Captain Cook Boomerang Leads Christie’s Auction of Exploration and Travel

LONDON – A previously unrecorded boomerang (estimate £40,000-£60,000) and two clubs (estimate £20,000-£30,000) from New Holland, Australia, likely to have been collected by Captain Cook on his first voyage in 1770, will be offered at the auction of Exploration and Travel at Christie’s on 25 September.

Captain Cook was the first European to make contact with and survey the eastern coastline of Australia in April-August 1770 and hitherto just six aboriginal artefacts from Cook’s collection (three fish spears, a lance or javelin, a spear shaft and a shield) have been traced to this first contact. While Cook and his crew made large collections of such artefacts on his three voyages, trading with the various island populations through the Pacific, the real paucity of material which can be associated with Australia seems due to the perceived timidity of the aboriginals, as remarked on by Joseph Banks: ‘they were a very pusillanimous people we had reason to suppose from every part of their conduct in every place where we were except Sting Rays [Botany Bay], and there the only instance of the two people who opposed the landing of our two boats full of men for near a quarter of an hour and were not to be drove away till several times wounded with small shot…. Everywhere else they behaved alike, shunning us and giving up any part of the countrey which we landed upon at once.’

What appears to be one of the first descriptions of the boomerang of New Holland was given by Banks in his Endeavour journal, following a rare close encounter with the aboriginals at Botany Bay on 29 April 1770: ‘they came down to the beach and invited our people to land by many signs and words … all … were armd with long pikes and a wooden weapon made something like a short scymetar. During this time a few of the Indians who had not follwd the boat remaind on the rocks opposite the ship, threatning and menacing with their pikes and swords – two in particular who were painted with white … Each of these held in his hand a wooden weapon about 2.1/2 feet long, in shape much resembling a scymeter. … These two seemd to talk earnestly together, at times brandishing their crooked weapons at us as in token of defiance.’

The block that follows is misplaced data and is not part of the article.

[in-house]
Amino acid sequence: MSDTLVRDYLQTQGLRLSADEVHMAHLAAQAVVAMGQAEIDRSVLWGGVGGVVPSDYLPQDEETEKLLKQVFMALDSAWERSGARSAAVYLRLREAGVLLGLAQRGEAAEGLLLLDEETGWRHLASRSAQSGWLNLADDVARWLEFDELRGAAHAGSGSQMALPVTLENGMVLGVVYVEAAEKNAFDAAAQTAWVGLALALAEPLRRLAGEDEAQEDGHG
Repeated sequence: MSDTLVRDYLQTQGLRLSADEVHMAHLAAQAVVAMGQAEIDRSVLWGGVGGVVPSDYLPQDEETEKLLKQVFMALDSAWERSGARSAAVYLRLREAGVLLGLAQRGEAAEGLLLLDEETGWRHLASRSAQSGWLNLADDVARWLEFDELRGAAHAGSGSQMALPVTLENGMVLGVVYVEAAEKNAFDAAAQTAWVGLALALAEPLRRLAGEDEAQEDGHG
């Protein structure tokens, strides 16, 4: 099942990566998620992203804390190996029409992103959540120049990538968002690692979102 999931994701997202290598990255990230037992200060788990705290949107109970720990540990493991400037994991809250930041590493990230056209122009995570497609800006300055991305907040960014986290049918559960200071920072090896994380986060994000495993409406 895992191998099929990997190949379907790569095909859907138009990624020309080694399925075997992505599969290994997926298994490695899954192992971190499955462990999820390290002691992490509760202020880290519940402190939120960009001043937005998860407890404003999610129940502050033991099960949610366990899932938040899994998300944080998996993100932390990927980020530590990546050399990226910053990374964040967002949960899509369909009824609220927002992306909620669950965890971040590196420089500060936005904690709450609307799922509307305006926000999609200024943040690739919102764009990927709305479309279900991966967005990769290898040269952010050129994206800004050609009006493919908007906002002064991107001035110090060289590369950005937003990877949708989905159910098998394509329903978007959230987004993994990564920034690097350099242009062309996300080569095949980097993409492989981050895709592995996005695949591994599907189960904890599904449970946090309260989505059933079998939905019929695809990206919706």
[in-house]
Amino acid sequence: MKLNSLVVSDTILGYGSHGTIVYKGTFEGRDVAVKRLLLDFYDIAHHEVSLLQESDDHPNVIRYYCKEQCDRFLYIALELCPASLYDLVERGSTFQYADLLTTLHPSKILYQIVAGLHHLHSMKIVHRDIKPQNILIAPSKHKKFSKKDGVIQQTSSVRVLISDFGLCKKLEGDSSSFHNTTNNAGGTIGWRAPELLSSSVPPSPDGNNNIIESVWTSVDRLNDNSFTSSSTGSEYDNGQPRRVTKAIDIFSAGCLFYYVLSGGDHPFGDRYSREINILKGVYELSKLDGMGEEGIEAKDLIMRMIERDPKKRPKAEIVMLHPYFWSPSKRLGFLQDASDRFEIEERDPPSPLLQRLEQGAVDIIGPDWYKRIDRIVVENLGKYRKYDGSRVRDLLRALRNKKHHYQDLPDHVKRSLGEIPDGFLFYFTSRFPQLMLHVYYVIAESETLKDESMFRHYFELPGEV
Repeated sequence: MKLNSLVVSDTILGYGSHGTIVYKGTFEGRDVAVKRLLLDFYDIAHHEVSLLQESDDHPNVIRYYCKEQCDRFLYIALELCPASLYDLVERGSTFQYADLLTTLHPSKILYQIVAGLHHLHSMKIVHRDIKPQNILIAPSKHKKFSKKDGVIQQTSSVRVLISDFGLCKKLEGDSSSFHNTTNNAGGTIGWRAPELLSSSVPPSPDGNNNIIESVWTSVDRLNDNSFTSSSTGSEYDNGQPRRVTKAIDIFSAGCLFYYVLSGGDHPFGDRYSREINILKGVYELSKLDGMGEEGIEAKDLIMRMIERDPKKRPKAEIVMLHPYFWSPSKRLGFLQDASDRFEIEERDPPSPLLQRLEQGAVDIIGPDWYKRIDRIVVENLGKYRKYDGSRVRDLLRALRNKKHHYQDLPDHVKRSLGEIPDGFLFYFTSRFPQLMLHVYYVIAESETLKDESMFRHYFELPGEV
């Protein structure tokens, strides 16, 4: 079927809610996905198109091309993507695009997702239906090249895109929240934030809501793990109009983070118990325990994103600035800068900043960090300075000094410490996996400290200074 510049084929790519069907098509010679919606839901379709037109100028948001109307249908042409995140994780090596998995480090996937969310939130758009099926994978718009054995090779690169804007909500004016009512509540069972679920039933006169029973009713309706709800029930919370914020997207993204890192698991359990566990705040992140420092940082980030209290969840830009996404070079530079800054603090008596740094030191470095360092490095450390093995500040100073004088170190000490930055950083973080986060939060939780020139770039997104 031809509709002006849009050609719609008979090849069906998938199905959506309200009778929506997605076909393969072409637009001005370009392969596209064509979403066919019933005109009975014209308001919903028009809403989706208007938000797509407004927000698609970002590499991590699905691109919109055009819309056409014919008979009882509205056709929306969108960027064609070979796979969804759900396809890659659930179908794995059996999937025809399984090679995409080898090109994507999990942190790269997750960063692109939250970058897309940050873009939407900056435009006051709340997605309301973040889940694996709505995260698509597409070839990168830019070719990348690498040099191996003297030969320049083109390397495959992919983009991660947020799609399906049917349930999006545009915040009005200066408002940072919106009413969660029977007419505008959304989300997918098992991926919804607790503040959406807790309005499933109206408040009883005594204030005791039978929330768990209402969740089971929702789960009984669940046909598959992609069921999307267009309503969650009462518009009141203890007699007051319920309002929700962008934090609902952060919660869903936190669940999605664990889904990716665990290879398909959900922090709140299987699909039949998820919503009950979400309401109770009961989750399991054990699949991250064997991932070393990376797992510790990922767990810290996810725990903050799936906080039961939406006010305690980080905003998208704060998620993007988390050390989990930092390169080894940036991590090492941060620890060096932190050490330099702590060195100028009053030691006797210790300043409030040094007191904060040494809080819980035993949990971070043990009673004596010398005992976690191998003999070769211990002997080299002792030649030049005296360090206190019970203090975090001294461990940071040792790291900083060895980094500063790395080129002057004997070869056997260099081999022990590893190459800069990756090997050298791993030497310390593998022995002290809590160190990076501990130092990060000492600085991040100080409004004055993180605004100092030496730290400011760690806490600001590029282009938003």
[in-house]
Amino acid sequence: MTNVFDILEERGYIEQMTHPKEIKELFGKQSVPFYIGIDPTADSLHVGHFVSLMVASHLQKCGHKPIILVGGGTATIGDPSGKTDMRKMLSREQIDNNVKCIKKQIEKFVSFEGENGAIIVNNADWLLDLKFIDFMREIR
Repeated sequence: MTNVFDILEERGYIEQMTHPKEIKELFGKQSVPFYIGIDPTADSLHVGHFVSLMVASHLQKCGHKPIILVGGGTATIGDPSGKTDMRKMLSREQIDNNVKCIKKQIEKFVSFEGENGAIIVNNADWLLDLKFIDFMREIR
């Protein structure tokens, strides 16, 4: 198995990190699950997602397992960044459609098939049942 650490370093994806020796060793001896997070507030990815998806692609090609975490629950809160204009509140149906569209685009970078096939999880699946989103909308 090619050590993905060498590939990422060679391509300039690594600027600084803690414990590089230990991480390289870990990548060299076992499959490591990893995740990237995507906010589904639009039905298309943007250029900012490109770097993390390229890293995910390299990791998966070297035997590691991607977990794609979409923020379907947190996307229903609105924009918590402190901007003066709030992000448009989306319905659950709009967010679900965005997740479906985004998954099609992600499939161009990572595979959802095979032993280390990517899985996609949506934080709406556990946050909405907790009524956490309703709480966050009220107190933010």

The boomerang, which would subsequently become such an icon of aboriginal Australia, was ‘a wooden weapon’ whose function and purpose was not understood by Cook and his crew. There are no descriptions of its use in the voyage journals and it would only be in the early years of settlement in the early 19th century that it became to be observed and more fully understood.

Previously unrecorded and unpublished, the boomerang and two clubs to be offered at Christie’s were previously in the possession of Captain Cook’s widow, Elizabeth, and have descended from her executor and residuary beneficiary John Leach Bennett to the present owner. The boomerang and clubs come from the same collection, all similarly descending from Cook’s widow, as the Society Islands basalt pounder, sold in these rooms, 1 December 1993, lot 213, thought to have been a gift to Cook on the second voyage (which will be included by Dr Adrienne Kaeppler in the 2009 Cook-voyage exhibition in Bonn), the silver salver bearing Cook’s coat-of-arms, and the Hodges watercolour of Matavai Bay offered in these rooms last year (Christie’s, 26 September 2007, lots 12 and 13).

These rare artefacts with claims to be from the first contact between Europeans and the aboriginal population of south eastern New Holland are highlights of the Exploration and Travel sale in London on 25 September 2008. The sale will include art, literature and artefacts ranging from Captain Cook’s first voyage to Scott’s last expedition and the conquest of Everest. Further important Australiana in the sale include a rare goldfields subject by John Skinner Prout, painted following the discovery of gold in Australia in 1851, and a collection of mesmerising watercolours of butterflies, moths and birds of paradise of New Guinea by the Australian artist and flower hunter Marian Ellis Rowan.

Relics associated with Captain Cook are highly sought after by international collectors and institutions. A pocket hammer carried by Captain Cook sold for £71,700 (estimate £20,000-30,000), Christie’s, 23 September 2004, Captain Cook’s Antimony Cup sold for £220,800 (estimate of £40,000-£60,000), Christie’s 21 September 2005, and A George III silver salver engraved with the coat-of-arms of Captain James Cook, RN, FRS (from the same collection as the present boomerang and clubs) sold for £72,500 (estimate £60,000-80,000), 26 September 2007.

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